You better snooze, or your academic performance will lose!

Image by Armi Habal

Image by Armi Habal

How important is sleep for college students?

According to the University of Georgia’s Health Center, seven to eight hours of sleep is what college students need and should get.

Students who get less than six hours of sleep are more likely to feel tired, stressed and sad.

Students who suffer from loss of sleep have lower GPAs and academic performance, are more prone to car accidents due to fatigue and do not perform as well athletically.

However, the results of a small, informal survey of WCC students showed that eight out of 10 students get fewer than eight hours a sleep on a typical school night.

“I’d say four hours a night, in between waking up a bunch of times over stress,” student Kaylene Higa said.

One reason why college students might get insufficient sleep is because they stay up late studying.

“I study better at night because it’s quieter, and there’s not much to distract me,” Higa said. Others say nighttime is when they feel most alert and fully awake.

However, staying up late may not be productive.

A study by the National Sleep Foundation showed that the typical adult’s strongest sleep drive occurs between 2 and 4 a.m.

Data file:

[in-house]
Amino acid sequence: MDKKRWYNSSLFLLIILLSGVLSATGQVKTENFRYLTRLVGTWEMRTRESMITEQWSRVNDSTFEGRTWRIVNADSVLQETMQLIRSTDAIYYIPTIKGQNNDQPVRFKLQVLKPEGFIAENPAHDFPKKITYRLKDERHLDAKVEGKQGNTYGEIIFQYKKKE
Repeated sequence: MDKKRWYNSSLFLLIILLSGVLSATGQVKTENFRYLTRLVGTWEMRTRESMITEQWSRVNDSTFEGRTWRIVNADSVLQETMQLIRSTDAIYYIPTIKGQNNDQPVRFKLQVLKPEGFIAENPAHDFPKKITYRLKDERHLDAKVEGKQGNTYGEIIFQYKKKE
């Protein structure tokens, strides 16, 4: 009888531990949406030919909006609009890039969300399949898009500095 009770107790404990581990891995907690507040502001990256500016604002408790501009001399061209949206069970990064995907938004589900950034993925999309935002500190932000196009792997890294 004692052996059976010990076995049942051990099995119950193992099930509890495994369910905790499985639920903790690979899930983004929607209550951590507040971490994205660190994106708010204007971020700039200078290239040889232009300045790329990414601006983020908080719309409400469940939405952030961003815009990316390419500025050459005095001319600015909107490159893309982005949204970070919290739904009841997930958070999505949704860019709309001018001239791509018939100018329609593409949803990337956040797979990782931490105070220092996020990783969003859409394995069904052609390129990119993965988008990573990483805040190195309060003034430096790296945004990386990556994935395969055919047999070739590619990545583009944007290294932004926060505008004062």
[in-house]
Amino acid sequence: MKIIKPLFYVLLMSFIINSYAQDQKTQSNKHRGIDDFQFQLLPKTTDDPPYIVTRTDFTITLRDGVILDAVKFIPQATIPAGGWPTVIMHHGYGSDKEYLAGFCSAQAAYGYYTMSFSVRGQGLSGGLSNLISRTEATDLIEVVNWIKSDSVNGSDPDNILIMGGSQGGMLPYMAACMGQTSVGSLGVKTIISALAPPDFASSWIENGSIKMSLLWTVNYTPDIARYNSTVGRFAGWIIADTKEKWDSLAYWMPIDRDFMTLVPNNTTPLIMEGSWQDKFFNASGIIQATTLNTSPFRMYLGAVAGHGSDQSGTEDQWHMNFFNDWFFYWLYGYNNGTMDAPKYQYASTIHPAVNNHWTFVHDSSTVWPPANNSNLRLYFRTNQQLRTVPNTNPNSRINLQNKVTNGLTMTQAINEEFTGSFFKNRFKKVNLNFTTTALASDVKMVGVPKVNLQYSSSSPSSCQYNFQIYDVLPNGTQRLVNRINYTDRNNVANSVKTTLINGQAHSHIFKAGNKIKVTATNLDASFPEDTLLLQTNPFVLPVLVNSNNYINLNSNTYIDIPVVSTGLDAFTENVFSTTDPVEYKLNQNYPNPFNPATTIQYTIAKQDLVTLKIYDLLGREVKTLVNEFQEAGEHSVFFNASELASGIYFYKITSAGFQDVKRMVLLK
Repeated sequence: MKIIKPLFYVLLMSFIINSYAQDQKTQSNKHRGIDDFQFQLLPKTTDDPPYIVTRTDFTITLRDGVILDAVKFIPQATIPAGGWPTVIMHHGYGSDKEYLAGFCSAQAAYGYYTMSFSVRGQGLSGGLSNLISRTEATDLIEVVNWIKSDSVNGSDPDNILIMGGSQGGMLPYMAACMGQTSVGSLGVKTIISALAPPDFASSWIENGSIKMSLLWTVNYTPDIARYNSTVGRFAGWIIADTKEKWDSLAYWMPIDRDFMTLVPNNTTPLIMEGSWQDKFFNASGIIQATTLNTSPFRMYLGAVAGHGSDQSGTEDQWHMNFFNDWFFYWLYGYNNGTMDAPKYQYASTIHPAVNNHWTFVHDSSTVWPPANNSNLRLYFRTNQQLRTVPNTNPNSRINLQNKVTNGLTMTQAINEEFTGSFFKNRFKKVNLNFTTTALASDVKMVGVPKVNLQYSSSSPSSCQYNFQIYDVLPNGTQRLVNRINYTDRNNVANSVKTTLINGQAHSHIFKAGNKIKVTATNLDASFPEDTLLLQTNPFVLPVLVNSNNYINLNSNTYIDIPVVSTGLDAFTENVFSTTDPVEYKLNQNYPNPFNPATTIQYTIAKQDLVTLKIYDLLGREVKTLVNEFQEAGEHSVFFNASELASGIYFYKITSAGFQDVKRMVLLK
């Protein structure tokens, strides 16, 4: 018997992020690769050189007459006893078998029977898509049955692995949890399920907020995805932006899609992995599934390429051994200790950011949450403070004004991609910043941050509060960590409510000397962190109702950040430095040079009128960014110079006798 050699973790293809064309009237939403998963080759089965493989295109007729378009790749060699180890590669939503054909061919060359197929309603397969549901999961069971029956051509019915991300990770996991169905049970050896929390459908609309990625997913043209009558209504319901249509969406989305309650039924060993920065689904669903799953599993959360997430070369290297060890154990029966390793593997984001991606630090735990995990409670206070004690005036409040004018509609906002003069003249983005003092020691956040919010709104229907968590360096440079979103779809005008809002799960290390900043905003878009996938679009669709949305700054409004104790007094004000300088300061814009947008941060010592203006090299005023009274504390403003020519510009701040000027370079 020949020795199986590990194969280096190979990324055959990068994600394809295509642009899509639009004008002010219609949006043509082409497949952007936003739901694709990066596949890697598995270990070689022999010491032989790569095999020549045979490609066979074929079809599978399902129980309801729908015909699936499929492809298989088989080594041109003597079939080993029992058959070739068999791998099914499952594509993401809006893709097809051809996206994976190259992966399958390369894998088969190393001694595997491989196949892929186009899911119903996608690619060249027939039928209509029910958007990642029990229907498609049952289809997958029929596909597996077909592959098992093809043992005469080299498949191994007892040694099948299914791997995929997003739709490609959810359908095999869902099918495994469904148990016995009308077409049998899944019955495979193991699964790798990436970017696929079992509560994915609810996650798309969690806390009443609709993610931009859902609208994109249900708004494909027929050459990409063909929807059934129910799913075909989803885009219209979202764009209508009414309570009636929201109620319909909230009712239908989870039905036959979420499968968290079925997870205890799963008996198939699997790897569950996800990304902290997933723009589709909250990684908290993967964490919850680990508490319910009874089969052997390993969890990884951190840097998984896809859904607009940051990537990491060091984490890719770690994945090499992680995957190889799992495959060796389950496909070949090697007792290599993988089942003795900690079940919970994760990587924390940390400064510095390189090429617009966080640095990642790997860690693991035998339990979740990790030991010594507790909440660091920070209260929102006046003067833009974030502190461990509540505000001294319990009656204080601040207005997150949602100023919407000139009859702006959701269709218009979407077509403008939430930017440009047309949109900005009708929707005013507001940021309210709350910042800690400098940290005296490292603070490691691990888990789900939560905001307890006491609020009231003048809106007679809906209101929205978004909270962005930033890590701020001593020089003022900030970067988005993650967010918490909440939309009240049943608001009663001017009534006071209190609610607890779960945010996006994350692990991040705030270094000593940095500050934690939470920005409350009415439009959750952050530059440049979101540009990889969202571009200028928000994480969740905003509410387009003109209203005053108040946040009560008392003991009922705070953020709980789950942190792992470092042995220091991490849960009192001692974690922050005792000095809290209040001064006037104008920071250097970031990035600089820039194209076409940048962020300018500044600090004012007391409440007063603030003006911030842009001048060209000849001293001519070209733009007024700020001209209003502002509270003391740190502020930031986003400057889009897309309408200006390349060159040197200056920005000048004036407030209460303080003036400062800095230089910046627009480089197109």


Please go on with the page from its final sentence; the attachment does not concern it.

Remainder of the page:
During this time, the brain is recharging and retaining information and is in its deepest sleep, giving it the best chance to recharge for the next day.

Many students said they feel most productive studying during the day. “I study better in the afternoon because at night I’m already tired only thinking about sleep and won’t put as much focus and effort into what I am working on,” student Arron Yamashita said.

Regardless of when students sleep at night, taking naps during the day can also help recharge the brain.

Student An-geliq Kane said, “Taking naps is effective for me because I get to refresh my brain and focus more.”

The Huffington Post article “13 Tips for the Best Nap Ever,” which references the book “Take a Nap!” by psychology professor and nap researcher Sara Mednick, reports that if you’re an early riser who gets up at 5 a.m., it would be best to nap around 1 p.m.

Or if you tend to sleep in until 9 a.m, the best time for a nap would be after 3 p.m.

There are other ways student can improve their sleep habits.

The Huffington Post article suggests the following: Don’t use electronics before bed. Set an alarm each night at an appropriate time. And lastly, exercise throughout the day, giving your body time to relax and unwind.


by Danielle Springel, Special to Ka ‘Ohana